Eelgrass, a flowering marine plant that forms underwater meadows, plays a significant role in supporting food security, preventing the erosion of coastlines, mitigating climate change and supporting biodiversity. For many reasons, some eelgrass meadows along the Manchester-by-the-Sea coastline have been slowly disappearing. Manchester residents, interested in reversing eelgrass loss in our coastal community, have petitioned our local government to take action. And they listened!
Manchester’s Conservation Commission formed the Eelgrass Conservation Subcommittee and tasked them with further understanding the root causes of the loss and then working to restore these underwater habitats. Headed by Dr. Henry Oettinger, Conservation Commission Member and Brookwood Science Chair, the subcommittee has made significant strides in partnering with experts and members of the community to help solve this issue.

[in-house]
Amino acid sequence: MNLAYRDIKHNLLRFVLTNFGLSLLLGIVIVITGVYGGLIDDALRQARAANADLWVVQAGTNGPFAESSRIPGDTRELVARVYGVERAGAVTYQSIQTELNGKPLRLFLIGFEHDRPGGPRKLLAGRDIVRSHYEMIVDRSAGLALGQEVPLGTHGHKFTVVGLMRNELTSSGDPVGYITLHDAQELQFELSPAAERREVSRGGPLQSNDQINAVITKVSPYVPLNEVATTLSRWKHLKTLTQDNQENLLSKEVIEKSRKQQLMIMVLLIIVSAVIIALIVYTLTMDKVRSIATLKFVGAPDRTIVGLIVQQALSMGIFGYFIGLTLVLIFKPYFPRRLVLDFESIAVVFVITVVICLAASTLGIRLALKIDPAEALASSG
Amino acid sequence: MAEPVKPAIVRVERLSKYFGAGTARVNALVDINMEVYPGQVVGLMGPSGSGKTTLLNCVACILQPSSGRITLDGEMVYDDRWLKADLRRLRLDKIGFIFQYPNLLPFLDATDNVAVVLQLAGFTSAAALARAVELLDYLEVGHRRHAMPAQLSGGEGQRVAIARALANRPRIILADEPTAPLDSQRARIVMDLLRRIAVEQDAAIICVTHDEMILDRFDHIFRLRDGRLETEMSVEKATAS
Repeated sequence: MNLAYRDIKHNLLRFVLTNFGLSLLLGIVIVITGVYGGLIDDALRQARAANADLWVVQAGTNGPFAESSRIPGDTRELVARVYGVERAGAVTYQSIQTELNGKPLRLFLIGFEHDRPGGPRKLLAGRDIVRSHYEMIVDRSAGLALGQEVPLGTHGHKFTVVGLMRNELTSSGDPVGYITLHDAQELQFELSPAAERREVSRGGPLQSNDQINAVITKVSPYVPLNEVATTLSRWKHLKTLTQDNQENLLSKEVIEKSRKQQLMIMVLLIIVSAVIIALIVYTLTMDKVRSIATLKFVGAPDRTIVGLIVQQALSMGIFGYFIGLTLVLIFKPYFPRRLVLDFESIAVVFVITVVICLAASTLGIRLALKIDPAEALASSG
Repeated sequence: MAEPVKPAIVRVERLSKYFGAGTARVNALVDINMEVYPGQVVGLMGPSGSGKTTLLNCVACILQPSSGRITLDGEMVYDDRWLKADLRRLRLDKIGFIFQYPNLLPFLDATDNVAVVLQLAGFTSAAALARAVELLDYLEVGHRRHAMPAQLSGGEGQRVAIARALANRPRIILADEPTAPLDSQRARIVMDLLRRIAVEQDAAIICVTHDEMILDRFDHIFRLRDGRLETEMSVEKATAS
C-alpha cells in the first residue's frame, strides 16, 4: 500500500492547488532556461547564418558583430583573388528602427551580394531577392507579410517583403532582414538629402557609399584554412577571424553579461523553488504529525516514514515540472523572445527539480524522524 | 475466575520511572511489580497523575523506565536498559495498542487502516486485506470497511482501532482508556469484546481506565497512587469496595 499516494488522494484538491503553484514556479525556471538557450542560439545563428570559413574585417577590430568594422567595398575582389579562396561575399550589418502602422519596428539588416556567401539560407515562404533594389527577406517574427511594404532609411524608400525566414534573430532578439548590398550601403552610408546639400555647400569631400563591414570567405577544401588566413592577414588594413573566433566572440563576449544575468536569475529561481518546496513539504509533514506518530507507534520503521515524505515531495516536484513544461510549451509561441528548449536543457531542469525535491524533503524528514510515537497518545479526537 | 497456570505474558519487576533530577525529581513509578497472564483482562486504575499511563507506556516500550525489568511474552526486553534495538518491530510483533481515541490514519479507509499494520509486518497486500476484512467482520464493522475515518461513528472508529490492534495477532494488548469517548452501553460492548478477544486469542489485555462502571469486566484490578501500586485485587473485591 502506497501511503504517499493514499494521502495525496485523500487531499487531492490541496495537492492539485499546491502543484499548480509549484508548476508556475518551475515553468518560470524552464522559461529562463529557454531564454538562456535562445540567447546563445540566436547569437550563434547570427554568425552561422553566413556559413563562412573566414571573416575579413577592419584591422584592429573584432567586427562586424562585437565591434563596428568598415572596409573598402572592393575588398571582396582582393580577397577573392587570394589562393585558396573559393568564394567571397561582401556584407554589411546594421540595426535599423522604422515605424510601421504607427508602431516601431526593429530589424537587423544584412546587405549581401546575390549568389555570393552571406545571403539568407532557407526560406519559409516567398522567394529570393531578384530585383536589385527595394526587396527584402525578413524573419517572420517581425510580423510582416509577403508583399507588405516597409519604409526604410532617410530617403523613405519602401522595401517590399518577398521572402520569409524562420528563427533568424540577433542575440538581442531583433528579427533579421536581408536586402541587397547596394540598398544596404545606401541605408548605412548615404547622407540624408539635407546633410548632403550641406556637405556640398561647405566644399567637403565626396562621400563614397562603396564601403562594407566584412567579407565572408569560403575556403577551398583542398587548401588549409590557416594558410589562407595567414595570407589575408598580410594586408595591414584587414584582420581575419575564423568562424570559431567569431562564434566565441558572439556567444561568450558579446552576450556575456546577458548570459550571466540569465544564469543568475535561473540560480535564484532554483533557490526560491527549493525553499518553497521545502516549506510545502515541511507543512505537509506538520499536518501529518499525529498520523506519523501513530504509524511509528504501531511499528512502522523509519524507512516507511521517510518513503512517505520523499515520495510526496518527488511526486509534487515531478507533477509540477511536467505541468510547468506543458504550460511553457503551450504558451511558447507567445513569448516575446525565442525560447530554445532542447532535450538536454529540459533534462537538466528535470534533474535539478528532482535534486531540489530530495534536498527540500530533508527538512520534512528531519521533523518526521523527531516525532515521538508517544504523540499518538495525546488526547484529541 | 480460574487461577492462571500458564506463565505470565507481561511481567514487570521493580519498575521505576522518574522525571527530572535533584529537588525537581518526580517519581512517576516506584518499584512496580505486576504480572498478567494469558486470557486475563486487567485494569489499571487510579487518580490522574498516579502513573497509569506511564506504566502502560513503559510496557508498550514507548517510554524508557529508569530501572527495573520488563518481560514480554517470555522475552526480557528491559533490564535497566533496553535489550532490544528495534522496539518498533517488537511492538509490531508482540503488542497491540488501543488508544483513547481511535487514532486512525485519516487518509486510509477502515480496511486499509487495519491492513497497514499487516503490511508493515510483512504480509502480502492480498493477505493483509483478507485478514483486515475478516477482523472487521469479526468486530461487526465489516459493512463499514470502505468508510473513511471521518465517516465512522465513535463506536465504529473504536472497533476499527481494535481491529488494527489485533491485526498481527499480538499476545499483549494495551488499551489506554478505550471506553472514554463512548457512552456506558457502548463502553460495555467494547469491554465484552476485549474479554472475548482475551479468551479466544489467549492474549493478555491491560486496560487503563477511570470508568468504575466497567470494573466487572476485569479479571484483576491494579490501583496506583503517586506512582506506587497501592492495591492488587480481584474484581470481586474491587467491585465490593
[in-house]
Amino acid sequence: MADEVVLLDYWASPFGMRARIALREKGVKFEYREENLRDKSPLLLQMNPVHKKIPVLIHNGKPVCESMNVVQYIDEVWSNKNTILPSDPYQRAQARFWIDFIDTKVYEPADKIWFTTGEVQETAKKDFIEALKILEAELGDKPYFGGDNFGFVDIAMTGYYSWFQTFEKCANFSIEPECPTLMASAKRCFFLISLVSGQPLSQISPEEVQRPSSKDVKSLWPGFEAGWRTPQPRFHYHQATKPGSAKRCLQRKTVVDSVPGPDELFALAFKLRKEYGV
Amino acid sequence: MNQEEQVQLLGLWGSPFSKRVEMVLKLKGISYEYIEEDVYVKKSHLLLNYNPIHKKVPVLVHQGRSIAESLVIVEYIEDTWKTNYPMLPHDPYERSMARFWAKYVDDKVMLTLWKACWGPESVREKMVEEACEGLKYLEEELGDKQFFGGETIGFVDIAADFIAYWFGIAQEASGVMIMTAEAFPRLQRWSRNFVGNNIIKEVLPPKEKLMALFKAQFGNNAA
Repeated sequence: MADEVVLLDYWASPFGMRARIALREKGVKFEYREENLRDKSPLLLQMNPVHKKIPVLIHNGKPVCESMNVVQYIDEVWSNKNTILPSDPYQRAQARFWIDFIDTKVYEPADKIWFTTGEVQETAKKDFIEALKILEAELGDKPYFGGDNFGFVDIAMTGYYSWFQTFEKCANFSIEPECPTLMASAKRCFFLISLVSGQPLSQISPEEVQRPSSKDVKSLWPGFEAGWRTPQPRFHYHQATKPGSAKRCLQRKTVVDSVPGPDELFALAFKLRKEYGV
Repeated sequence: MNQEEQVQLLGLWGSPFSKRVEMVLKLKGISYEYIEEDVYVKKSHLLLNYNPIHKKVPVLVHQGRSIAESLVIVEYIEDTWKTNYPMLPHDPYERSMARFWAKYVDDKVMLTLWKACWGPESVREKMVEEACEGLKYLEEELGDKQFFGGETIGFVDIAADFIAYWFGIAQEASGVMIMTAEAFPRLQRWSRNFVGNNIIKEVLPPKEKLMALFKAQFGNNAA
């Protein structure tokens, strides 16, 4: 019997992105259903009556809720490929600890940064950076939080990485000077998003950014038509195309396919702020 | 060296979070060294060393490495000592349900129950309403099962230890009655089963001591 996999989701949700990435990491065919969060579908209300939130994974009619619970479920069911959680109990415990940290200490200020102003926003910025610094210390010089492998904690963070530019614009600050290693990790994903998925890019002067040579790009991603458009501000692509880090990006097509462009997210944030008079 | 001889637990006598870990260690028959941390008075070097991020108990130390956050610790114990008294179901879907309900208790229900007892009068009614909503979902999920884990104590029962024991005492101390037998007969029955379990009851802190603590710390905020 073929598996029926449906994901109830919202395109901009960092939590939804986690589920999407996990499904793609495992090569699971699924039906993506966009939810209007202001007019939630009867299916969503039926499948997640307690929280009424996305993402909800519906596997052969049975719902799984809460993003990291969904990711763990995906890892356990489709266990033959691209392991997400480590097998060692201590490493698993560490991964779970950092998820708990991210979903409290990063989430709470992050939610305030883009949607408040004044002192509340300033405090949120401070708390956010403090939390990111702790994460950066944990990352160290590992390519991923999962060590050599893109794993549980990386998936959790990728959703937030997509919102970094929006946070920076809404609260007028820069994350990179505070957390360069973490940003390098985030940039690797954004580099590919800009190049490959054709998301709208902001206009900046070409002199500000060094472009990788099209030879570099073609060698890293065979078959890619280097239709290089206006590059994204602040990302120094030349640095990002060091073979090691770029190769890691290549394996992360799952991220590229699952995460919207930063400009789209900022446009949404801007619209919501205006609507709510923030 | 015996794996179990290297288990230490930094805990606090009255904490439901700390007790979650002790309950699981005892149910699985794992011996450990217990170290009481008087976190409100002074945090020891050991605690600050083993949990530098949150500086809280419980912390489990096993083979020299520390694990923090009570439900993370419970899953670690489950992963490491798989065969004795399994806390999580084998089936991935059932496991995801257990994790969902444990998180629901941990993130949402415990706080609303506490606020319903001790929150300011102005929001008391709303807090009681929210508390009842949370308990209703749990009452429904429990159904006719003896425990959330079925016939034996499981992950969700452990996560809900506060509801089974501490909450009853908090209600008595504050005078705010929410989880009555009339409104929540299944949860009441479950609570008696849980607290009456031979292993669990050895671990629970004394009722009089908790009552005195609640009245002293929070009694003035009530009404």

This past week, Dr. Oettinger convened a group of scientists from the Environmental Protection Agency, the Manchester Harbormaster and three Brookwood fifth graders to harvest eelgrass reproductive chutes containing seeds in order to sow them in more depleted areas of our coastline. More than 1,000 potential eelgrass plants were relocated to less dense areas of Manchester Harbor! The specific areas that were re-planted will be monitored again in October to assess transplant success.
In Dr. Oettinger’s classes, outdoor learning is a core component of the curriculum. Whether students are tending to beehives or examining the habitats of tidal pools, Brookwood students draw connections from the curriculum to the world around us. When classroom curriculum is interwoven with meaningful and authentic community service based on actual need, students learn civic responsibility and strengthen our communities for the common good.